The wrong combo of conditions can cause serious problems, even in a gun that was properly cleaned and oiled when it was stored. The worst possible place to store a gun is in a humid place with fluctuating temperatures.

A closet against an exterior wall of your house is about as bad as the average garage. Every time the temperature goes down and cools the metal, it collects moisture in condensation. It’s best by far to pick a closet on an interior wall and far from any doors frequently opened and closed.

And if fabric is held against the metal, it, too, soaks moisture from the air and makes matters worse. Fabric is slower to dry and keeps the moisture against the metal longer.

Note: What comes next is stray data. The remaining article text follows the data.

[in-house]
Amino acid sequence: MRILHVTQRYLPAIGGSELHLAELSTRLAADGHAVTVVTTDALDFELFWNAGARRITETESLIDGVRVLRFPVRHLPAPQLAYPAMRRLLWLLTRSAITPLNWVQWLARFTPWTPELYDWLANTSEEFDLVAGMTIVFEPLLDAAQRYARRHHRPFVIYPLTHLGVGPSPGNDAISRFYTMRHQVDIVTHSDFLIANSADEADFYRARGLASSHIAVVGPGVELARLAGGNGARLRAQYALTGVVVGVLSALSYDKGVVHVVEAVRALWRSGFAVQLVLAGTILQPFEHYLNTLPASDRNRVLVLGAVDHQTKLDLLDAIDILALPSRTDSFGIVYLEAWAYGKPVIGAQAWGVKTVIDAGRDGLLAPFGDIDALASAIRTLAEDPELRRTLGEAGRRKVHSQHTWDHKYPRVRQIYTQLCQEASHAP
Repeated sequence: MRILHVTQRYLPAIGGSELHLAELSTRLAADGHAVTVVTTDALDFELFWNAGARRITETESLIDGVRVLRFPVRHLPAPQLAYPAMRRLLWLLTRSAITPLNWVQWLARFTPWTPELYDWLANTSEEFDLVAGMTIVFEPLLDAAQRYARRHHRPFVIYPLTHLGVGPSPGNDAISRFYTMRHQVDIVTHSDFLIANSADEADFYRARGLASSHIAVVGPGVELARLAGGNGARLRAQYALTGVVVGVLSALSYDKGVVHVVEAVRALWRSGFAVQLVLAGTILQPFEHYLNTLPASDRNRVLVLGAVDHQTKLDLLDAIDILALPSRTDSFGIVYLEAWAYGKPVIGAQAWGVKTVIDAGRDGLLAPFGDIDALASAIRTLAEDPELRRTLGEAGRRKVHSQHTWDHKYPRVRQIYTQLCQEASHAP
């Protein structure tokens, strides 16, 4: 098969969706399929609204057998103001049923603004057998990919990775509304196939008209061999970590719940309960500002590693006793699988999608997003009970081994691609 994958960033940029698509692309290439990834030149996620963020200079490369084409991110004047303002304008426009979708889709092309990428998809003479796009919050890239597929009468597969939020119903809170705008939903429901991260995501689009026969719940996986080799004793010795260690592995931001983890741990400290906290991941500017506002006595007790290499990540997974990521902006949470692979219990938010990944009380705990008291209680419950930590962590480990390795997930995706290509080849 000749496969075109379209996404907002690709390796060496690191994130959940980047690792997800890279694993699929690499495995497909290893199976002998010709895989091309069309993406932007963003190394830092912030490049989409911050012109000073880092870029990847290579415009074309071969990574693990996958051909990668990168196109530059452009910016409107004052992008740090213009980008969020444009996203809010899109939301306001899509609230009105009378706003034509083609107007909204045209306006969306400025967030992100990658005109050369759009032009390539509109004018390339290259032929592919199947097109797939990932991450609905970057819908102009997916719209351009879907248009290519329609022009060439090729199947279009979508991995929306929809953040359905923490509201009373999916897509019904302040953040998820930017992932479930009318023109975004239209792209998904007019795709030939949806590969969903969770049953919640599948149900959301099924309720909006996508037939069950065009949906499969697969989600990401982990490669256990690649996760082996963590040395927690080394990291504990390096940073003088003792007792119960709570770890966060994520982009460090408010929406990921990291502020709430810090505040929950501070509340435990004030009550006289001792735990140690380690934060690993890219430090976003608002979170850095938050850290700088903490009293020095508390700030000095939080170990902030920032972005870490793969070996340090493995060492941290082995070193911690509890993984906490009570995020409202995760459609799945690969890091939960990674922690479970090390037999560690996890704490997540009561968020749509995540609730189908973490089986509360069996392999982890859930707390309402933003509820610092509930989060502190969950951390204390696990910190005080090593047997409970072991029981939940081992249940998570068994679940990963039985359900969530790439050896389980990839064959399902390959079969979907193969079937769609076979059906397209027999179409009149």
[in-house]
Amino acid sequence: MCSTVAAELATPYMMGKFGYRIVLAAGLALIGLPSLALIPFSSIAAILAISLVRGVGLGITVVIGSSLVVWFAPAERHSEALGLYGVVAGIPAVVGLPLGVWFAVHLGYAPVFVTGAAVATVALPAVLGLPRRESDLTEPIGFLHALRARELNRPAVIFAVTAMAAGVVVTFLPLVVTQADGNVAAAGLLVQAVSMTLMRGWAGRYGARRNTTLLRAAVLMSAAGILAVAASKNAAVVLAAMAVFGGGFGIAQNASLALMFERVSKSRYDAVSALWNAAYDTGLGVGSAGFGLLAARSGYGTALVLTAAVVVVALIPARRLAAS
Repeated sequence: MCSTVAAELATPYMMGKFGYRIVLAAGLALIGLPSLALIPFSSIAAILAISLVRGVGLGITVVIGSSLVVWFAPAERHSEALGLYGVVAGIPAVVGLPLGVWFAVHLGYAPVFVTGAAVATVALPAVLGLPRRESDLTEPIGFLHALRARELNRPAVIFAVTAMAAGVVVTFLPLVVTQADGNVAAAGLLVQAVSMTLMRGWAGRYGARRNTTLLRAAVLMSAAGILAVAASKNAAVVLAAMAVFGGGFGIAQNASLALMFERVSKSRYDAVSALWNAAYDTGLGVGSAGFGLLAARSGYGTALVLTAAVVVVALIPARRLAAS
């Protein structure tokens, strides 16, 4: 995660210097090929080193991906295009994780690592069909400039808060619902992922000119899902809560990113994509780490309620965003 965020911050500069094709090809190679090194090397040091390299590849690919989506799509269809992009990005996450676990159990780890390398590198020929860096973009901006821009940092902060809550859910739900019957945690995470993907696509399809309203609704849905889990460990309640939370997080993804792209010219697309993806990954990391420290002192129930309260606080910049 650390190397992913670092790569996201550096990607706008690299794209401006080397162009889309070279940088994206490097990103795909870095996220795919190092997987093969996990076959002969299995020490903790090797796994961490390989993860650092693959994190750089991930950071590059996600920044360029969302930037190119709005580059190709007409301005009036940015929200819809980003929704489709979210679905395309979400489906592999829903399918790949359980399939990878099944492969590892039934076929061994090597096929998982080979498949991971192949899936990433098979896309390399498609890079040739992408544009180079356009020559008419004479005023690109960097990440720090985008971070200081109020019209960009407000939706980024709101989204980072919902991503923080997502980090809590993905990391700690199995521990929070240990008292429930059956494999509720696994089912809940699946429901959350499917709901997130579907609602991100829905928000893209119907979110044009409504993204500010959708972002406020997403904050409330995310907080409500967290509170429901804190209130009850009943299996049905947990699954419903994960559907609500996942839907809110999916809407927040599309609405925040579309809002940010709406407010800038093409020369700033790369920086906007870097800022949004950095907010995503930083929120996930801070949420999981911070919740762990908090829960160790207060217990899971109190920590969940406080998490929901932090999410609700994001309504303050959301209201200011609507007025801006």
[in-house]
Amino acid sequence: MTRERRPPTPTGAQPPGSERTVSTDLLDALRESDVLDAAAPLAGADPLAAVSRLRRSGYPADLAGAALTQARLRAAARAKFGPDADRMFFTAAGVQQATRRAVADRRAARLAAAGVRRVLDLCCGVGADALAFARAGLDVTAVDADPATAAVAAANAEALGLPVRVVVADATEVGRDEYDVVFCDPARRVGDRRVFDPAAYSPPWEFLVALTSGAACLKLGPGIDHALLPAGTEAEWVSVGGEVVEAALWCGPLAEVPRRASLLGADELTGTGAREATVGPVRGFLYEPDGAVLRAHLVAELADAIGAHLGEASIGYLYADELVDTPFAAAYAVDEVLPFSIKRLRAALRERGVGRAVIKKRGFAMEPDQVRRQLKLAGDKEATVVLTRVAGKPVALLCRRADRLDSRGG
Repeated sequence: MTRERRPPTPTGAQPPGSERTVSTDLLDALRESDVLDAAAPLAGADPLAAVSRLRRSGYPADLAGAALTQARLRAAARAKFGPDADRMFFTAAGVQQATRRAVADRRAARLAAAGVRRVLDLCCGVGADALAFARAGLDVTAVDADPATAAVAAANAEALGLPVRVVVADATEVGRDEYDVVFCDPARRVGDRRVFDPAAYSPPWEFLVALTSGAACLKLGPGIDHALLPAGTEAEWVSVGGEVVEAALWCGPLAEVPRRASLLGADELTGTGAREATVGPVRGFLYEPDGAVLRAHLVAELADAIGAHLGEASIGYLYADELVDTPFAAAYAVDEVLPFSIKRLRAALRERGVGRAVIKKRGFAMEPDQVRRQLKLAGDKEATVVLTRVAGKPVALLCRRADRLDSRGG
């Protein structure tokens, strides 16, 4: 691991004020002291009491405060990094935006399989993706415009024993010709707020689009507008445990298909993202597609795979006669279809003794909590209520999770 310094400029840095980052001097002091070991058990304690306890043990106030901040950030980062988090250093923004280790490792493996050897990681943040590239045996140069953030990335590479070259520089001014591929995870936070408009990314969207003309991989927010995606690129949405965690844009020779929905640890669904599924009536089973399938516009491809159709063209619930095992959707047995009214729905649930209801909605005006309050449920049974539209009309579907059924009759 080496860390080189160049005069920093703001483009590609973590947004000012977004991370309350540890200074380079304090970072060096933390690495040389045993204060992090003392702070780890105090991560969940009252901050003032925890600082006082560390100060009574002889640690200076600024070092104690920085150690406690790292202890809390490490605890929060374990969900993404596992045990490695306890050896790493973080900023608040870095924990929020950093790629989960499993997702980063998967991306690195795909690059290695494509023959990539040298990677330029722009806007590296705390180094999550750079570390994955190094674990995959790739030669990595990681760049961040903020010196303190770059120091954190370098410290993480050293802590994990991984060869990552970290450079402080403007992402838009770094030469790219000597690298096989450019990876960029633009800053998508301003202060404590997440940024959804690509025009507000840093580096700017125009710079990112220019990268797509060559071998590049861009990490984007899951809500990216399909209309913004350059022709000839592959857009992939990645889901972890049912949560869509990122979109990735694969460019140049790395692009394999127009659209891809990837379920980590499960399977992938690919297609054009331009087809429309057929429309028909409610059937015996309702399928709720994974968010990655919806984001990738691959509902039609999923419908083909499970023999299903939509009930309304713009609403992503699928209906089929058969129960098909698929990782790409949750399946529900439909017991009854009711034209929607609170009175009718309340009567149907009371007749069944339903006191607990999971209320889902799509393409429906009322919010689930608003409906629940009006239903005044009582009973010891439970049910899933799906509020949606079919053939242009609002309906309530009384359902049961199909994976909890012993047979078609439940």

If you must store your guns in a closet, don’t put them in fabric gun cases, and by no means should the closet be so stuffed that clothing can rest against the guns.

The ideal storage location also has good air circulation. Still air can become stagnant with moisture and add to your troubles, even if no fabric is against the metal and the temperature doesn’t fluctuate.

If I’ve done my job this week, I’ve made you nervous about the guns you already stored.

If you take your nervousness one step further and actually check the gun for rust now and a little further down the road, you will have done your job.

The biggest elements in the long-term health and wellbeing of stored guns are surveillance and care. You have to check them periodically and give them another treatment of rust-preventing oil each time you do so.

I have guns that prove the point. They look as though they arrived on Kodiak yesterday, but they’ve lived here and worked hard for more than 35 years.

But I’ve also seen new guns the owners bought last year, yet they look as though they spent a year in the rain.